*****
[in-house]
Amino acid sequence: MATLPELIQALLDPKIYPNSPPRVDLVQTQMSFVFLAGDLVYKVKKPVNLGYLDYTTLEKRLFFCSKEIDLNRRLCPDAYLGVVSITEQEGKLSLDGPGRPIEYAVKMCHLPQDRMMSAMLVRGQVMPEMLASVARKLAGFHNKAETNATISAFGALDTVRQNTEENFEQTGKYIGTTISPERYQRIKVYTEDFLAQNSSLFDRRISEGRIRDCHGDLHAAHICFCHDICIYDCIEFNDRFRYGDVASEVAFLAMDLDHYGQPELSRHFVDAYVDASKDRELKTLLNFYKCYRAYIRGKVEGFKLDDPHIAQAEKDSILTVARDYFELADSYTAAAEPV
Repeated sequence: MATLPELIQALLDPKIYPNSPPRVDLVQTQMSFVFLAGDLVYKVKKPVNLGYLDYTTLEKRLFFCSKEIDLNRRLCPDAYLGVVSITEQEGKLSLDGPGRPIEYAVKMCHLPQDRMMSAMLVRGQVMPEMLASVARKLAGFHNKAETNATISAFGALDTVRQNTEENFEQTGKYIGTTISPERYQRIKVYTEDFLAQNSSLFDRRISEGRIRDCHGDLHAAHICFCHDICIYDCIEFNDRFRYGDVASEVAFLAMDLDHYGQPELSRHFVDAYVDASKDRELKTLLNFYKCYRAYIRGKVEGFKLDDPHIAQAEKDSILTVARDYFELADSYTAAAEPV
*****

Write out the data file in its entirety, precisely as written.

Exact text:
[in-house]
Amino acid sequence: MATLPELIQALLDPKIYPNSPPRVDLVQTQMSFVFLAGDLVYKVKKPVNLGYLDYTTLEKRLFFCSKEIDLNRRLCPDAYLGVVSITEQEGKLSLDGPGRPIEYAVKMCHLPQDRMMSAMLVRGQVMPEMLASVARKLAGFHNKAETNATISAFGALDTVRQNTEENFEQTGKYIGTTISPERYQRIKVYTEDFLAQNSSLFDRRISEGRIRDCHGDLHAAHICFCHDICIYDCIEFNDRFRYGDVASEVAFLAMDLDHYGQPELSRHFVDAYVDASKDRELKTLLNFYKCYRAYIRGKVEGFKLDDPHIAQAEKDSILTVARDYFELADSYTAAAEPV
Repeated sequence: MATLPELIQALLDPKIYPNSPPRVDLVQTQMSFVFLAGDLVYKVKKPVNLGYLDYTTLEKRLFFCSKEIDLNRRLCPDAYLGVVSITEQEGKLSLDGPGRPIEYAVKMCHLPQDRMMSAMLVRGQVMPEMLASVARKLAGFHNKAETNATISAFGALDTVRQNTEENFEQTGKYIGTTISPERYQRIKVYTEDFLAQNSSLFDRRISEGRIRDCHGDLHAAHICFCHDICIYDCIEFNDRFRYGDVASEVAFLAMDLDHYGQPELSRHFVDAYVDASKDRELKTLLNFYKCYRAYIRGKVEGFKLDDPHIAQAEKDSILTVARDYFELADSYTAAAEPV